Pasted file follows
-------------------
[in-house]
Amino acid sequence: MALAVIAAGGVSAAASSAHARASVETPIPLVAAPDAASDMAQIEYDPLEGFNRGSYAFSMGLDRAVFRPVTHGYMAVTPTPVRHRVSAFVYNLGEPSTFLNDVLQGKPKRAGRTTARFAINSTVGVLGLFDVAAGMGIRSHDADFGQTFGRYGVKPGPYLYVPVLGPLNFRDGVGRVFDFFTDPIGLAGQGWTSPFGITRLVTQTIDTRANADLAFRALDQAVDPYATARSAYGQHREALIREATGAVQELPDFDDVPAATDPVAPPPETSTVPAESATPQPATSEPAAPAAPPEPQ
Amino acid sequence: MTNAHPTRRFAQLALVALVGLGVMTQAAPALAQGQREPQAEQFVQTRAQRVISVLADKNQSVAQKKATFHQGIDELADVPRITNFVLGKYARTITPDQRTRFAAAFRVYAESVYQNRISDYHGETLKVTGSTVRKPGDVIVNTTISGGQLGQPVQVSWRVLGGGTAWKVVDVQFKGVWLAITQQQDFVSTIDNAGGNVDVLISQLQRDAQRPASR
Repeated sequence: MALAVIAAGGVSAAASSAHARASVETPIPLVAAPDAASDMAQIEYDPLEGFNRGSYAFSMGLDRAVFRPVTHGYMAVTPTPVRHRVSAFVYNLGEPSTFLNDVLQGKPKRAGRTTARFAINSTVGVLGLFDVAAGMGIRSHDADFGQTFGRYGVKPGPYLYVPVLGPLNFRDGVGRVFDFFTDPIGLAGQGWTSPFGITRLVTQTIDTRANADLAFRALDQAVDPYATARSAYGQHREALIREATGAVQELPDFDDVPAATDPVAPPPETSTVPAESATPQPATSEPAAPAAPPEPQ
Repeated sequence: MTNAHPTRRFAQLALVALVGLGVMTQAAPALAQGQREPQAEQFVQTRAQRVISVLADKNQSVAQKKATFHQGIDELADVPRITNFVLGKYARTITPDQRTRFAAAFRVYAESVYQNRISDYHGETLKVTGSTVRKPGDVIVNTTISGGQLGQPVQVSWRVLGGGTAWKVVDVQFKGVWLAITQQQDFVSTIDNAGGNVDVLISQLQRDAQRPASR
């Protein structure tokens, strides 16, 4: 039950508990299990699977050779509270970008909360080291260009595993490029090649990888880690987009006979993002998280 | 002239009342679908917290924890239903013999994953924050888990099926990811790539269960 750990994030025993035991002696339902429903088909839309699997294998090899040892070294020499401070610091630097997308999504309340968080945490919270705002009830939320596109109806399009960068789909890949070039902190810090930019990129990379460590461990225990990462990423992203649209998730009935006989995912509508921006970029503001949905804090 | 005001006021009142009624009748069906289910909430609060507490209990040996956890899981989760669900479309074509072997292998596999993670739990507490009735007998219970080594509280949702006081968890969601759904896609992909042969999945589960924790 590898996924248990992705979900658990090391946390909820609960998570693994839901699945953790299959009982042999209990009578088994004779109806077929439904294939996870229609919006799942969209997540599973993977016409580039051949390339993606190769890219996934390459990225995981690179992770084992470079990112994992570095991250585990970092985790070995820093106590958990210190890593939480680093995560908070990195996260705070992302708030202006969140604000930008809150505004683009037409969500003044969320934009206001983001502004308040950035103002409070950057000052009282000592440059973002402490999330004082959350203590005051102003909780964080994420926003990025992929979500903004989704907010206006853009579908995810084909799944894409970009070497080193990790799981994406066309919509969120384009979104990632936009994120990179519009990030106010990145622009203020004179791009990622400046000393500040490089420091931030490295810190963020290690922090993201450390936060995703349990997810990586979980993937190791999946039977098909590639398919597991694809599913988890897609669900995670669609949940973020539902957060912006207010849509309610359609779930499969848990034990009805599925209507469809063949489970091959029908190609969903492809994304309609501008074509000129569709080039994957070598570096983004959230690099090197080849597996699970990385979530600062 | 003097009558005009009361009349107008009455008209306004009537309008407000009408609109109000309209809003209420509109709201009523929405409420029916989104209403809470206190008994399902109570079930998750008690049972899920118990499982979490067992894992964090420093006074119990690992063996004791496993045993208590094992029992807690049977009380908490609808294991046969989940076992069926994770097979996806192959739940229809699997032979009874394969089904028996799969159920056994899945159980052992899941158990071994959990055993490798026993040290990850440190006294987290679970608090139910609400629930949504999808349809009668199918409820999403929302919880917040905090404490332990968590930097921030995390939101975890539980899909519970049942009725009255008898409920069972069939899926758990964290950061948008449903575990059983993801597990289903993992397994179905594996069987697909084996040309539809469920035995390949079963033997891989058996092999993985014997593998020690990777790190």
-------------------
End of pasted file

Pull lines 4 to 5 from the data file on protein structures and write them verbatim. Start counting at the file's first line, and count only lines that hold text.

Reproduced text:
Repeated sequence: MALAVIAAGGVSAAASSAHARASVETPIPLVAAPDAASDMAQIEYDPLEGFNRGSYAFSMGLDRAVFRPVTHGYMAVTPTPVRHRVSAFVYNLGEPSTFLNDVLQGKPKRAGRTTARFAINSTVGVLGLFDVAAGMGIRSHDADFGQTFGRYGVKPGPYLYVPVLGPLNFRDGVGRVFDFFTDPIGLAGQGWTSPFGITRLVTQTIDTRANADLAFRALDQAVDPYATARSAYGQHREALIREATGAVQELPDFDDVPAATDPVAPPPETSTVPAESATPQPATSEPAAPAAPPEPQ
Repeated sequence: MTNAHPTRRFAQLALVALVGLGVMTQAAPALAQGQREPQAEQFVQTRAQRVISVLADKNQSVAQKKATFHQGIDELADVPRITNFVLGKYARTITPDQRTRFAAAFRVYAESVYQNRISDYHGETLKVTGSTVRKPGDVIVNTTISGGQLGQPVQVSWRVLGGGTAWKVVDVQFKGVWLAITQQQDFVSTIDNAGGNVDVLISQLQRDAQRPASR